Julio Godoy
Inter Press Service (IPS)
July 9, 2008 - 4:47pm

International donors have promised to channel more aid to the Palestinian Authority (PA), particularly to strengthen the police and the judiciary.

But the Berlin Conference in Support of Palestinian Civil Security and the Rule of Law failed, as did an aid conference in Paris in December last year, to address the most pressing issues: Palestinian territorial unity, how to deal with the Hamas party that controls Gaza, and to end Israeli occupation and settlements in Palestinian territory.

International donors committed 242 million dollars to finance the judiciary, police, and similar institutions in the West Bank. The area is governed by the PA, which is seen as relatively conciliatory towards Western countries and Israel. The aid announcement does not cover Gaza, in line with efforts to isolate Hamas.

Israel, which withdrew its troops from Gaza in September 2005, has established a near total blockade of the strip after Hamas seized control of the territory in 2007, following its electoral victory a year earlier.

But the new promise of aid does not represent additional cash for the PA either. The money will come out of 7.4 billion dollars pledged by donors at the conference in Paris.

The Berlin conference on Tuesday was attended by delegations from 40 countries, and high-level representatives from international institutions, including the UN, the Arab League and the European Union (EU).

The promised money will be channelled to the PA over the next three years to pay for more police forces, rebuilding destroyed courthouses, training judges, providing vehicles and forensic help, and improving legal facilities at the ministry of justice in the West Bank, German foreign minister Frank-Walter Steinmeier told media after the conference.

Steinmeier added that the funds would also finance an expansion of the European Union Police Mission in the Palestinian Territories, established in 2005 to train Palestinian police forces.

"The international community is ready to provide for greater security in Palestine and build up a functioning judicial system," he said. "For every dollar we pay for improving the legal system and police force I hope that every dollar will be paid back as an economic dividend to the Palestinian people."

The conferences in Berlin and Paris followed new peace efforts between Israel and the PA, re-launched in Annapolis in the United States last November.

Participants at the Berlin conference agreed that a functioning criminal justice system was fundamental to a solution.

"There will never be a two-state solution just by people sitting in a room negotiating...a state will only be created when people take action to create the reality that allows a state to be credible, credible for the Palestinians...credible for the Israelis," former British prime minister Tony Blair, now EU representative in the Middle East Quartet, said at the conference. The quartet is formed by the UN, the EU, the U.S. and Russia.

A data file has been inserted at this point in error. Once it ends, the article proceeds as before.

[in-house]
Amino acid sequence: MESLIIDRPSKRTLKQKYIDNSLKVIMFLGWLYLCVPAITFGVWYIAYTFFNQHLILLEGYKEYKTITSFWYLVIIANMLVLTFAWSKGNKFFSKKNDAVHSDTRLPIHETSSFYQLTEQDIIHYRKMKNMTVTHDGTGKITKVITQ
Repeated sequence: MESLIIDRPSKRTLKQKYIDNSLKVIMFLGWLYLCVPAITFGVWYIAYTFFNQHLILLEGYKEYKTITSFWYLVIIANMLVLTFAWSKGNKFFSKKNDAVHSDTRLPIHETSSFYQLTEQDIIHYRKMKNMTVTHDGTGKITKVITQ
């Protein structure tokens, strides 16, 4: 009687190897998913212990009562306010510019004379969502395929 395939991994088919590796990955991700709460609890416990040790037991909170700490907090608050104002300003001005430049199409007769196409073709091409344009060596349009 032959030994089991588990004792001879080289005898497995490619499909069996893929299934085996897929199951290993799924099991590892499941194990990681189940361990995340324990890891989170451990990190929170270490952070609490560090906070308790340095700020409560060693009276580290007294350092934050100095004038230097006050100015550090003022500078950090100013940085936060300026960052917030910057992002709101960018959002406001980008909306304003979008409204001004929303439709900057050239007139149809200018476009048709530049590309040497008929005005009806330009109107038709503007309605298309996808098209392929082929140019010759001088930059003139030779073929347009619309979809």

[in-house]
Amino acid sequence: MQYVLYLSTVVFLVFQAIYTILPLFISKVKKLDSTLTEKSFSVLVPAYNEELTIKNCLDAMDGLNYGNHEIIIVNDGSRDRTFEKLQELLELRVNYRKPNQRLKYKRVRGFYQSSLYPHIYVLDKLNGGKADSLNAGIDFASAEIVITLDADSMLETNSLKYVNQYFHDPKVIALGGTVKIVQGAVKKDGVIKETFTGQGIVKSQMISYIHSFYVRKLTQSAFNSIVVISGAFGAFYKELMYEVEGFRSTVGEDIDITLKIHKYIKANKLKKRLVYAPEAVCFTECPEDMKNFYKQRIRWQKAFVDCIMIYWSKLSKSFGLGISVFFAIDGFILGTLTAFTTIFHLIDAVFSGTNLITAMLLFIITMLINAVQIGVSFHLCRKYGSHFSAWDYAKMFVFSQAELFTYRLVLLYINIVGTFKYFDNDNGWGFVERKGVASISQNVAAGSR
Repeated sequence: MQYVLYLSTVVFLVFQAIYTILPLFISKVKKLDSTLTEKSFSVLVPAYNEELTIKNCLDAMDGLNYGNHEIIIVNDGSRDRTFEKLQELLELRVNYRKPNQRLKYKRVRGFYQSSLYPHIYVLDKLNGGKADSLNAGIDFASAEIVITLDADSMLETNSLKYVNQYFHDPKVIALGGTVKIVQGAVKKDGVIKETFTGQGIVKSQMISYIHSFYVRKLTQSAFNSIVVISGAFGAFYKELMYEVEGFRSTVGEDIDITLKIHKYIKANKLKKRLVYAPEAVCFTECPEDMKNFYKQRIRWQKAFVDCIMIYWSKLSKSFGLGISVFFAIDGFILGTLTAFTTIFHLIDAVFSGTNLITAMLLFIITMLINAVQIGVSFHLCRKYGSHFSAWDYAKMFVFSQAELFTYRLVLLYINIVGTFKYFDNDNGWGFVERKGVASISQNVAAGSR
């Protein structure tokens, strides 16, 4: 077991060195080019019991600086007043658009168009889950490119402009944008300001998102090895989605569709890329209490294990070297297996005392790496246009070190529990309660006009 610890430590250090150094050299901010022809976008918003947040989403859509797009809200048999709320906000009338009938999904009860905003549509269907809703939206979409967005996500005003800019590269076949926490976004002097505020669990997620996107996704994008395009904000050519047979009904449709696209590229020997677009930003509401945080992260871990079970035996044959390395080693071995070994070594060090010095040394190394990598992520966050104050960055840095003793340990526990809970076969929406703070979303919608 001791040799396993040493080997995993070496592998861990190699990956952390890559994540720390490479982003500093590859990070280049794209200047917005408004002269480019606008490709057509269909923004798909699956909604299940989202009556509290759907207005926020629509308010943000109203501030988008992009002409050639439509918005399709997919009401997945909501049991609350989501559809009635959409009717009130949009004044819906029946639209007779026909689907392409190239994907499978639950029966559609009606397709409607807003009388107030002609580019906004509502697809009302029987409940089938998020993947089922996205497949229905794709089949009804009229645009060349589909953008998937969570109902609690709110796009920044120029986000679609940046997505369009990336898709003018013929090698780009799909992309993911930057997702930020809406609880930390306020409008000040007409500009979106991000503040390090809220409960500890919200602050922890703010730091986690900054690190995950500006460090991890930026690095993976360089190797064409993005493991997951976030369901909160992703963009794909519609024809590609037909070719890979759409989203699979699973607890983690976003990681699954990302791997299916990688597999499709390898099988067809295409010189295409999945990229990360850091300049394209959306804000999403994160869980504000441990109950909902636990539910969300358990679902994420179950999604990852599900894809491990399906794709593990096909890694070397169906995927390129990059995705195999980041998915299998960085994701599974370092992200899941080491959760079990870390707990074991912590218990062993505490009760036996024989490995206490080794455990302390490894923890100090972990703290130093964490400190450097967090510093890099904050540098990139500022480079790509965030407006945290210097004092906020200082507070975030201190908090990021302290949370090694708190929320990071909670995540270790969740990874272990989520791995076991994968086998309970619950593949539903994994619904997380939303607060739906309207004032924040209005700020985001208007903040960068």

"A (Palestinian) state that cannot run its own security is a state only in name," Blair said.

But Palestinian Prime Minister Salam Fayyad said other measures, such as an immediate freeze on new Israeli settlements, and the dismantling of Israeli checkpoints, were equally vital for a viable state in Palestine.

"There needs to be progress not just on the security front but also on the political side," Fayyad said. But Fayyad praised the meeting as an event that "gave us Palestinians a glimpse of the enthusiastic international consensus that is present in favour of the freedom for all people and the establishment of an independent state of Palestine."

Other participants at the Berlin conference urged the EU and the U.S. to end the isolation of Hamas. Russian foreign minister Sergey Lavrov said that peace in the Middle East is impossible without Hamas.

Arab League Secretary-General Amr Moussa said that "reconciling the Palestinians in Gaza and the government of Mahmoud Abbas in the West Bank" was critical for peace, and that the international "veto" on their relations had to be lifted.

But the U.S. government reinforced its stance of refusing to negotiate with Hamas. "You cannot have peace if there is not a partner who respects the right of the other partner to exist," said U.S. Secretary of State Condoleezza Rice.

The Israeli government agreed a ceasefire Jun. 19 in the Gaza Strip following mediation by Israel. That lasted until Tuesday, when Israeli reports said Hamas militants launched rockets at targets in Israel. After the rocket attacks, the Israeli government again closed the border checkpoints, stopping any further delivery of goods to the Palestinian territory.

The Middle East quartet has urged that the ceasefire be respected. The quartet said it was looking forward to increased humanitarian flows through Gaza crossings -- under the management of the Palestinian Authority -- following Israel's promise to ease its blockade. It also expressed its "strong support for the steady and sufficient supplies of fuel to Gaza and for the resumption of stalled UN and other donor projects there."


American Task Force on Palestine - 1634 Eye St. NW, Suite 725, Washington DC 20006 - Telephone: 202-262-0017